A new report by Imperial College London has found that nearly half of the UK’s existing 40-50 year old coal-fired generating capacity could still be operating in 2030.
This directly contradicts current government assumptions that existing coal will close as a result of age and/or because of local air pollution legislation by the mid-2020s.
The report’s lead author Dr Rob Gross, of the Energy Policy and Technology Unit, said: “Imperial College’s economic modelling shows that it is unwise to simply assume that coal-fired power stations will all close in the 2020s.
“If government wants old coal stations to close it needs to ensure that happens through legislation.”
“We modelled a variety of scenarios and, with the UK’s existing suite of energy policies, in every instance coal still played a role in generating electricity and 2030 emissions targets were missed.”
“Our modelling shows that firm commitment to carbon pricing is very important to 2030 targets but investors would have much more confidence if the government also took a regulated approach, for example by extending the emissions performance standard to existing coal fired stations.”
Lord Adair Turner – a former Director General of the CBI – commented: “The Climate Change Committee recommended that coal generation should only be allowed in the UK in 2030 if fitted with carbon capture and storage.
“This would enable us to get emissions from electricity down to 50g per kWh. As this report makes clear, present policies could leave us in 2030 with so much unabated coal that electricity emissions could be 130 -240 g per kwh, blowing a hole in plans to create a low carbon economy.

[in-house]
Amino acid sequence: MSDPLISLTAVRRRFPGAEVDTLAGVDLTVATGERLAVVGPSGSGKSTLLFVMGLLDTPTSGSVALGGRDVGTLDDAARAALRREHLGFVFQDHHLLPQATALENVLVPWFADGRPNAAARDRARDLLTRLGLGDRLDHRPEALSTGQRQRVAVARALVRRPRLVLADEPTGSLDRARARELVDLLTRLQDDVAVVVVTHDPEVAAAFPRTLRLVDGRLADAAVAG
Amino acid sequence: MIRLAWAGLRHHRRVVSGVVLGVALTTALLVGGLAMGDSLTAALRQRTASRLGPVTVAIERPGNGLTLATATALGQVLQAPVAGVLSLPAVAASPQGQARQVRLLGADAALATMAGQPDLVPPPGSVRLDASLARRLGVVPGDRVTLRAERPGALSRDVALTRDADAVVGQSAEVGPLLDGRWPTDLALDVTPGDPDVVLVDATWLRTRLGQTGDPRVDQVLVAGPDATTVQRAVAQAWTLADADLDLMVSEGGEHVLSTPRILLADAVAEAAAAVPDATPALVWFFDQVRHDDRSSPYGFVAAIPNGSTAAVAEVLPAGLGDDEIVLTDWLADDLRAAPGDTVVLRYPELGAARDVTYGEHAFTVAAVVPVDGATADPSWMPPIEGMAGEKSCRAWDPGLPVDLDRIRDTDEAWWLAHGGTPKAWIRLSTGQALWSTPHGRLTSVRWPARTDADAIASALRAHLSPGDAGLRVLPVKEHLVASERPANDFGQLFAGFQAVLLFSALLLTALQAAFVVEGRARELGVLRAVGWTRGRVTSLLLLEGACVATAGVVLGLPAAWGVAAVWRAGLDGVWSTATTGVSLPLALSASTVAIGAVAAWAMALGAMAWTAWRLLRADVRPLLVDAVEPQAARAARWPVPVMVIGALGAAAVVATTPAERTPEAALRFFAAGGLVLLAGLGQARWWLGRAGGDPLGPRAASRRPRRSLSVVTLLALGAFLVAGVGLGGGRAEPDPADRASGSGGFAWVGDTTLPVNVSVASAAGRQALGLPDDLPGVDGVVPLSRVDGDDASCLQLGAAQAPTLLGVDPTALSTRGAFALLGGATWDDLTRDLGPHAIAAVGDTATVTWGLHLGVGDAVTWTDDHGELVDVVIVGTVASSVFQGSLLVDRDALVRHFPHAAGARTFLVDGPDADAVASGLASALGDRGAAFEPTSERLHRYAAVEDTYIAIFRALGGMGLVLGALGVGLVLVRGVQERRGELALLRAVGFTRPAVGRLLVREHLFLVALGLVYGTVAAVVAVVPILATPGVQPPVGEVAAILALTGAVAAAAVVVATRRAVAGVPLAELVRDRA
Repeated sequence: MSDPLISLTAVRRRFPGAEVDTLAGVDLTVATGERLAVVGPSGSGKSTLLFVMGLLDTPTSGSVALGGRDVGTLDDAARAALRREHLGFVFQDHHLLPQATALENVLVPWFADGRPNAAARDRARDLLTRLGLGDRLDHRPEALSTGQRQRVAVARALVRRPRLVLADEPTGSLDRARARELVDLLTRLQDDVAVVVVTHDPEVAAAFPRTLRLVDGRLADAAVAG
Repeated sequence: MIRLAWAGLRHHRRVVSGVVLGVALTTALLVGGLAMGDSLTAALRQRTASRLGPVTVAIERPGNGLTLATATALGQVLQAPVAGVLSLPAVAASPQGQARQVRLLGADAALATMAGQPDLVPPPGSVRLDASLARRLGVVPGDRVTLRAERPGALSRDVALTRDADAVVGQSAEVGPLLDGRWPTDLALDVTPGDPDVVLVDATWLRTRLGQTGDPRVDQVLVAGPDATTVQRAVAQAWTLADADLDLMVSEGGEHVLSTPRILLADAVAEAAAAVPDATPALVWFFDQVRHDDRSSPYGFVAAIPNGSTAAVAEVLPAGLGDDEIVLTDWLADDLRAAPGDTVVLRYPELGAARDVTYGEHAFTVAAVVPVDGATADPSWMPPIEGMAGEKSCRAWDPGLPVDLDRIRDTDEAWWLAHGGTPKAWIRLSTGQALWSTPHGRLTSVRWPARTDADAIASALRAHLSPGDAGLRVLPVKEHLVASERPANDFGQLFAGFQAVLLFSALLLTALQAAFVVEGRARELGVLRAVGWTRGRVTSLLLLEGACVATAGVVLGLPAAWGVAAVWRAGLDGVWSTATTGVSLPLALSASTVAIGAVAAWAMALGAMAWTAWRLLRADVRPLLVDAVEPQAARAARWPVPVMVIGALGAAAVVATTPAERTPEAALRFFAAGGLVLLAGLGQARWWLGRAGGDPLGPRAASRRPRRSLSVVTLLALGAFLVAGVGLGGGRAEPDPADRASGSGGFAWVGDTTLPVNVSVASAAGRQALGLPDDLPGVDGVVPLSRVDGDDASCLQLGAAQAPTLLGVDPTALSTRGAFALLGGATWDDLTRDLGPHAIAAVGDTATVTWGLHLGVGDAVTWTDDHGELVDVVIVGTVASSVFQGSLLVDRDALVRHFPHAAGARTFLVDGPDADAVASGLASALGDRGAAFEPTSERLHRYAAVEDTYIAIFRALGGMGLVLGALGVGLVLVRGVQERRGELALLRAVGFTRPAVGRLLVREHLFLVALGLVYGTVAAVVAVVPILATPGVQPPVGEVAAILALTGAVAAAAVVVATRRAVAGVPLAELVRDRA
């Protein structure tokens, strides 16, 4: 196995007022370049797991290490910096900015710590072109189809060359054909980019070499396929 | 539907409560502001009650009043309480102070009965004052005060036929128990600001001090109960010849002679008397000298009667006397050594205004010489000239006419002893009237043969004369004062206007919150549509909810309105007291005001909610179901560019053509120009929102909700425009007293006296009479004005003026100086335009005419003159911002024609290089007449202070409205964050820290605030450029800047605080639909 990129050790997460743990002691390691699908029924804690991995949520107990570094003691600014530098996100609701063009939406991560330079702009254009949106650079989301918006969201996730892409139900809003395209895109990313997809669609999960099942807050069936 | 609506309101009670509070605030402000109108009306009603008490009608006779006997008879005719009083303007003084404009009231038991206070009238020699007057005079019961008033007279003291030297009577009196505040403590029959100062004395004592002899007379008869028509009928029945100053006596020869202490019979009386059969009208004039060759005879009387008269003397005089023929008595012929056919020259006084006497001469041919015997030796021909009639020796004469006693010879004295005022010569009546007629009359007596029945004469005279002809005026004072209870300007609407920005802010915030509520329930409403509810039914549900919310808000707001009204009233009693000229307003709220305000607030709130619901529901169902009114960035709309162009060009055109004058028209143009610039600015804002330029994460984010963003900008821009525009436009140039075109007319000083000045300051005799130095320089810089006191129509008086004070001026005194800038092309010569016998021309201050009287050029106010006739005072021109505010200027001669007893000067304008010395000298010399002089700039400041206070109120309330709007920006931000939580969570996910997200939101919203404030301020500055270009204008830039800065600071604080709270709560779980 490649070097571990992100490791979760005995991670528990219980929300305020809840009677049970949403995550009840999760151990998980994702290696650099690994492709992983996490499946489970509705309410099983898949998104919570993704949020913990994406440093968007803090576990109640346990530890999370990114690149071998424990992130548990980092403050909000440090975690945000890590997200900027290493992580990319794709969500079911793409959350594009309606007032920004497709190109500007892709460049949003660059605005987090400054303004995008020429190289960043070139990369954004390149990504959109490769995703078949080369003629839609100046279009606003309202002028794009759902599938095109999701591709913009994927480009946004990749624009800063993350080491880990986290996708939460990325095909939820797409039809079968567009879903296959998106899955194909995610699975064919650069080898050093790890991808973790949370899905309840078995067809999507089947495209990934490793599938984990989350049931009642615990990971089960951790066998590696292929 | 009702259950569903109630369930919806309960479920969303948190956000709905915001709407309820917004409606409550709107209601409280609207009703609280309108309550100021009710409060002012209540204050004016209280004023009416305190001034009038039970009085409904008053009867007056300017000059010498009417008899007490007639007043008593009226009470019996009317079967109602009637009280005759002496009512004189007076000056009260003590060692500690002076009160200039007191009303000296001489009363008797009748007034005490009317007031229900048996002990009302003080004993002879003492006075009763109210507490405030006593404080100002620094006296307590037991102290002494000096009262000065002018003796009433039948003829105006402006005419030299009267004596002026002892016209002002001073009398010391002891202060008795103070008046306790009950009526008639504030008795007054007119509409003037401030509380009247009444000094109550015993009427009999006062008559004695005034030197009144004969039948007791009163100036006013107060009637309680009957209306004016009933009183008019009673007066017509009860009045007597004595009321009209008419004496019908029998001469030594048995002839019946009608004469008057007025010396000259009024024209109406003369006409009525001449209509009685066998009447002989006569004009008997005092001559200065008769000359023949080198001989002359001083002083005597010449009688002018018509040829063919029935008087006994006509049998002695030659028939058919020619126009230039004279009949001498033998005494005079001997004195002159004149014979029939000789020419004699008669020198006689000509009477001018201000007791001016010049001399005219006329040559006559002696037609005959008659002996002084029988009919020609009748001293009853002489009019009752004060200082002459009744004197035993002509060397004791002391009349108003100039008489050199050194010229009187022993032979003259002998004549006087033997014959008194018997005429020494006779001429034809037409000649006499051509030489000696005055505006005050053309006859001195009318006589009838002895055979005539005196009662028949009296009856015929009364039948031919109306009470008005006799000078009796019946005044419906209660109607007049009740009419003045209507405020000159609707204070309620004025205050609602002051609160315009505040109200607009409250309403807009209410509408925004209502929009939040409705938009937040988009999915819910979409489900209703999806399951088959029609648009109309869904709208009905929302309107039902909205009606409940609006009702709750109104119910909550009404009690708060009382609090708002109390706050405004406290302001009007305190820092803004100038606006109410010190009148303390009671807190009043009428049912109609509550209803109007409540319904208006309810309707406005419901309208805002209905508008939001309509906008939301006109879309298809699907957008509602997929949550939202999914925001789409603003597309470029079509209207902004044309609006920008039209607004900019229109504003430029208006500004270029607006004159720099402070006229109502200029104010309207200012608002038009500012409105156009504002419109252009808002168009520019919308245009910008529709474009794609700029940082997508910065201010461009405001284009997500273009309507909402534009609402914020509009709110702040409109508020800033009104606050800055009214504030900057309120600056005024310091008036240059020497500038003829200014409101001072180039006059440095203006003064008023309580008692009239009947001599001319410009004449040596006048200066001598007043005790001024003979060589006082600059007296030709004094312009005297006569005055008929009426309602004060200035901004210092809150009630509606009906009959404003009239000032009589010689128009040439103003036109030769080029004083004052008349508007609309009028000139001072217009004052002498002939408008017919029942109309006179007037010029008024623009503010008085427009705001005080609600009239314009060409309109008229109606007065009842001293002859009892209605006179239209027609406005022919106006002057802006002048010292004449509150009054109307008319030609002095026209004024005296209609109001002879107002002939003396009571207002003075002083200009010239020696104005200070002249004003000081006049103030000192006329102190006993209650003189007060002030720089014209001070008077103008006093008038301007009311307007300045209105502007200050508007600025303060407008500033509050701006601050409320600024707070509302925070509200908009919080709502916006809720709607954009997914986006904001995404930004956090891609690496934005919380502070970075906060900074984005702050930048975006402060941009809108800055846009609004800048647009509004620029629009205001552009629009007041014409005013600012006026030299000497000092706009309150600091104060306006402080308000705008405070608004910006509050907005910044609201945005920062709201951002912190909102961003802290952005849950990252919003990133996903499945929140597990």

“Analysis by the Intergovernmental Panel on Climate Change and others has shown repeatedly that we can build a low carbon economy at low cost provided we plan well in advance and provide strong incentives to which business can respond. A clear commitment to get unabated coal out of the UK generation system is needed to provide certainty against which businesses can invest.”
The report also shows that recent policy decisions which appear to encourage the life extension of existing coal plant through the 2020s may be deterring investment in the new, lower carbon and more efficient replacement capacity needed to ensure long term security of supply.
Jenny Banks, WWF’s Energy and Climate Change Specialist, also commented: “Running one big coal-fired power station full time in 2030 would use over half of our carbon target for the power sector but generate just 3% of our electricity needs.”
“We’re pleased that the Government has recognised that it’s time to close old coal plants but actions speak louder than words. The current plans for bill-payers to help fund inefficient old coal plants from the 1960s and 70s to let them stagger on through the 2020s are hardly sending the right signals.
“Over the past year the Government has exempted coal plants from emissions standards that new plants will have to meet, frozen a tax on carbon pollution to help the UK’s biggest emitters and created a new scheme which will pay our biggest polluting power stations to stay open.”